Lacto soft 'n' savory chickpea kofta

Yield: 1 Servings

Measure Ingredient
2 cups Cooked chickpeas (canned are fine, but rinse well)
1 medium Baking potato cooked and coarsely mashed
½ teaspoon Ground coriander (up to 1)
1 teaspoon Paprika
1 teaspoon Ground cumin
⅛ teaspoon Cayenne pepper
¼ teaspoon Salt
½ teaspoon Baking powder
2 tablespoons Fat free yoghurt or fat free sour cream
¼ cup Coarsely chopped cilantro (coriander) or minced fresh parsley (optional)
⅛ teaspoon Hing powder*

* Special note: You can leave the hing powder out. Hing powder or asafetida as it is also known can only be found in Indian stores. You cannot use it for anything else. If you do use it, measure very carefully. It smells like dirty socks. You absolutely do not want to use more.

Also note that you can mash the potato with the skin on. I prefer it this way. It adds texture and flavor.

Process chickpeas in food processor until texture resembles coarse bread crumbs. Transfer ⅔ of mixture to a mixing bowl along with mashed potato.

Set aside.

Add to the remaining chickpeas the following and process until smooth: all of the dried herbs, baking powder. Add this paste to the mixing bowl along with the sour cream or yoghurt and cilantro if you are using it. Mix well.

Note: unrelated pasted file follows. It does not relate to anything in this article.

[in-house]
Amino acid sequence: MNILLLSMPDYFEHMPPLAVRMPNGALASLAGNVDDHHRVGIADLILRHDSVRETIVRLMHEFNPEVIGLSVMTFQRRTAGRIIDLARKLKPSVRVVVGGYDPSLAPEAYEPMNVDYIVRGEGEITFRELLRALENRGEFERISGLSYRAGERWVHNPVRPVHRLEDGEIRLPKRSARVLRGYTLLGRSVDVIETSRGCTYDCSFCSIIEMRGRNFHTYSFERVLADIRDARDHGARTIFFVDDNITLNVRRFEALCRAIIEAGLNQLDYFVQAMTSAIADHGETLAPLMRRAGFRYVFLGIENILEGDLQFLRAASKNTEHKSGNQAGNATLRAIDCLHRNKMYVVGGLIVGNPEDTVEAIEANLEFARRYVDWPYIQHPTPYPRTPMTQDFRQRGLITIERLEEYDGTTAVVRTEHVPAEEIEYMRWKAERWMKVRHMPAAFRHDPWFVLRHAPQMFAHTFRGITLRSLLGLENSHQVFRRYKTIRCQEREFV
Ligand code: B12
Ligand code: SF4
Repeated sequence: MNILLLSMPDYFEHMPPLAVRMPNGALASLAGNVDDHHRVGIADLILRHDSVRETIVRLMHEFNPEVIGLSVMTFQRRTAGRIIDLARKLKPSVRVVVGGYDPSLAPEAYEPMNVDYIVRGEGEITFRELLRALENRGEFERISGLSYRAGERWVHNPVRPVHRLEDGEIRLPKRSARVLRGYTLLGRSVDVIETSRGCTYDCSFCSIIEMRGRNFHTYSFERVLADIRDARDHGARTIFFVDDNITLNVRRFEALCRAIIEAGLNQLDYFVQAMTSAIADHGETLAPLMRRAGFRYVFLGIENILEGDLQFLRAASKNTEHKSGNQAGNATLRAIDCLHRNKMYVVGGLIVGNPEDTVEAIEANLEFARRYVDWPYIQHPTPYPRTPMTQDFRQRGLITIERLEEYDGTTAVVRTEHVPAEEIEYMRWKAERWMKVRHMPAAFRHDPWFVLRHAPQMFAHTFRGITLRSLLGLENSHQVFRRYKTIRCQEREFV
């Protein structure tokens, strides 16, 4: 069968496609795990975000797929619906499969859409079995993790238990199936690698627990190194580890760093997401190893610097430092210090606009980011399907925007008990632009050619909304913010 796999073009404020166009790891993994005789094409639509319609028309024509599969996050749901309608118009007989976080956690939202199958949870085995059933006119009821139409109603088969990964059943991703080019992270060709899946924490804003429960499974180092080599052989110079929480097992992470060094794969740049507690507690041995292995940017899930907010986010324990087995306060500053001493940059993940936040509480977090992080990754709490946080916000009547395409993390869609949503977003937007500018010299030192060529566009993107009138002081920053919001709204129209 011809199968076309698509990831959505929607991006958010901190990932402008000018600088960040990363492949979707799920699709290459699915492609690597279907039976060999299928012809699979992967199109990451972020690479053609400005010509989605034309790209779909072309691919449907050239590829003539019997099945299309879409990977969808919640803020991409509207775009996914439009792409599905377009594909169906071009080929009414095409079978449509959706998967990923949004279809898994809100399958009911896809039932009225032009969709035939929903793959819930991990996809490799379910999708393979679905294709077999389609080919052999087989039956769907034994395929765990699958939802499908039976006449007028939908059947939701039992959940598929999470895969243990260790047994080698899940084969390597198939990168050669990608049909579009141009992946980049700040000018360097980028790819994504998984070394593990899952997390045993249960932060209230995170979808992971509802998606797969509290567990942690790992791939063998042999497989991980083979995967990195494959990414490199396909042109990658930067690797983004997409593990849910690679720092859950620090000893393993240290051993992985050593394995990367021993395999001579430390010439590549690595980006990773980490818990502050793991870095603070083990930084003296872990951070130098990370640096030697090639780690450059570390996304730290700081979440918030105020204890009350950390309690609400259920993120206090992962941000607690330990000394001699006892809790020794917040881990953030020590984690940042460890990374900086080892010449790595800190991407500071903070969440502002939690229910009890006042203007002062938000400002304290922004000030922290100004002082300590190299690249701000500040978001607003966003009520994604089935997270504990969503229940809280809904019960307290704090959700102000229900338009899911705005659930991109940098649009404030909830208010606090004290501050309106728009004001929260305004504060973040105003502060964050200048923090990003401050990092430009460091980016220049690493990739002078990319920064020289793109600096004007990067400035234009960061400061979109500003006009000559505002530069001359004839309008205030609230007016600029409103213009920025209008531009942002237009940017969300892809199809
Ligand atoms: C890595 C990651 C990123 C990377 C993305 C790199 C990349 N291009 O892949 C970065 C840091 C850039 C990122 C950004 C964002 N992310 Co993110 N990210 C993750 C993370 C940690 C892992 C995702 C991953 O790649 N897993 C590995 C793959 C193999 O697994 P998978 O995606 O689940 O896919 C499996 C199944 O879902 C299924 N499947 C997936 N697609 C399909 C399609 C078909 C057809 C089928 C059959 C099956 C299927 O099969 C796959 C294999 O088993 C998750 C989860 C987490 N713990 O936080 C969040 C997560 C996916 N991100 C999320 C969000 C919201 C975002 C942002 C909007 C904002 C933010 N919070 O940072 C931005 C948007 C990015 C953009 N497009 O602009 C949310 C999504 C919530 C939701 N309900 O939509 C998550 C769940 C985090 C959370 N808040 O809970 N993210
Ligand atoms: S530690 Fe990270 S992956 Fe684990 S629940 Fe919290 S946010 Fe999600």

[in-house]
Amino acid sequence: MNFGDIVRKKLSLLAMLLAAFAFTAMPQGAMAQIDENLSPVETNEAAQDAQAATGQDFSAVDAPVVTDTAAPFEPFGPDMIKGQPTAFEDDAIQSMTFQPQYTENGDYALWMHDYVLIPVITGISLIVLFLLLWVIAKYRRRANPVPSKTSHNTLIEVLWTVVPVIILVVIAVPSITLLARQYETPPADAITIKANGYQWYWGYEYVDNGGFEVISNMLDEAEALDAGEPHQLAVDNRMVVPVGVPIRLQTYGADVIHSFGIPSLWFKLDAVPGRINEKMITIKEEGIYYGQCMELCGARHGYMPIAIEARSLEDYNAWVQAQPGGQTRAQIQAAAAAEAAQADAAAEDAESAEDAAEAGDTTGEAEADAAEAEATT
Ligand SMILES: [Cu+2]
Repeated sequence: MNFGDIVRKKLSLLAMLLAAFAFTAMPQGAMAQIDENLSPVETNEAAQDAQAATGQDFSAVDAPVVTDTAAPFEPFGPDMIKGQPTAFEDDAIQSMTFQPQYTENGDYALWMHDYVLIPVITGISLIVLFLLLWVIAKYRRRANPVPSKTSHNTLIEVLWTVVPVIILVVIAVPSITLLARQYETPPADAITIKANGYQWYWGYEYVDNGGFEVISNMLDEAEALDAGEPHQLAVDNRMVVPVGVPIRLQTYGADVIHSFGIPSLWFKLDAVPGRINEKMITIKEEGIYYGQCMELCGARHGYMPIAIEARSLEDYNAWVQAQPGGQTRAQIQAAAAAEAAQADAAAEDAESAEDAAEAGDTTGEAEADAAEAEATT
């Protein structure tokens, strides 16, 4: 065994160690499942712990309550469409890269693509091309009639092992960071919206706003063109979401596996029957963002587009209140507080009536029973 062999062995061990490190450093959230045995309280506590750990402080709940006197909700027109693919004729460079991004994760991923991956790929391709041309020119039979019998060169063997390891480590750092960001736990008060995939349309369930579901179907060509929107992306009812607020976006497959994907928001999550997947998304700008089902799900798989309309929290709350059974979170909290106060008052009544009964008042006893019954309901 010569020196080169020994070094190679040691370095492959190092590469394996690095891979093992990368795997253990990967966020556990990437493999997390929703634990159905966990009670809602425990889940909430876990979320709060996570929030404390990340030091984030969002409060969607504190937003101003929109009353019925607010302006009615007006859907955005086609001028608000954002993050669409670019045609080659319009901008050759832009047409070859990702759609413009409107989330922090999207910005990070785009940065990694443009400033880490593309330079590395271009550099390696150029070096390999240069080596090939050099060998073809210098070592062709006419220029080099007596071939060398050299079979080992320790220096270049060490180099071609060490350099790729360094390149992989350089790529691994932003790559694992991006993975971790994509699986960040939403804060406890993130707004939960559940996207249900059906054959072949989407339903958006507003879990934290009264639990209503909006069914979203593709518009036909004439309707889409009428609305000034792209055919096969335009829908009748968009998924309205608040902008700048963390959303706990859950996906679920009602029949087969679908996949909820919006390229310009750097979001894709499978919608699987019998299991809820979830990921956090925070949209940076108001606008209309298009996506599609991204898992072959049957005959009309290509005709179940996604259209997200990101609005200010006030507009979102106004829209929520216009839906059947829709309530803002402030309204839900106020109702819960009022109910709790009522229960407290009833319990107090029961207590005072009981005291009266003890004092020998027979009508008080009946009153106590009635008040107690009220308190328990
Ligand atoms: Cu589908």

Note: A stick proof cookie sheet works the best to avoid having to lubricate with a fat based product.

Drop spoonfuls of mixture on sheet as though you were making cookies. You should get between 15-20 portions, depending on the size you make them.

Bake in a 350 degree oven. Bake for 35-45 minutes. They really need to firm up and get a bit of crust on them to hold together. Flip them about half way through. Before you flip them, flatten them a bit with the spatula.

They will be lightly browned on both sides when done. All though they will hold together, they are rather delicate, since they aren't fried. (This recipe is based on an original Indian recipe which called for frying in oil.) Let them cool a bit and remove them carefully. I store them in a flat container, carefully layering them two deep, so they don't fall apart.

They are delicious just plain or with a bit of fat free yohurt or sour cream. You could also serve them with a tomato or other vegetable sauce.

Koftas are the Indian version of falafel and if these were fried you would definitely see the resemblance. Although they are usually fried, some of the original Indian recipes specify baking as an alternative. They are usually served with a creamy vegetable based sauce. I also like them with fat free yohurt or sour cream. They are definitely very tasty just plain, eaten like a cookie fresh out of the oven! Cilantro, and even fresh parsley, is very strongly flavored and you may not care for it, so include it or leave it out, as you please. They taste delicious either way. Posted to fatfree digest V97 #140 by Mezzatesta@... on Jul 5, 1997

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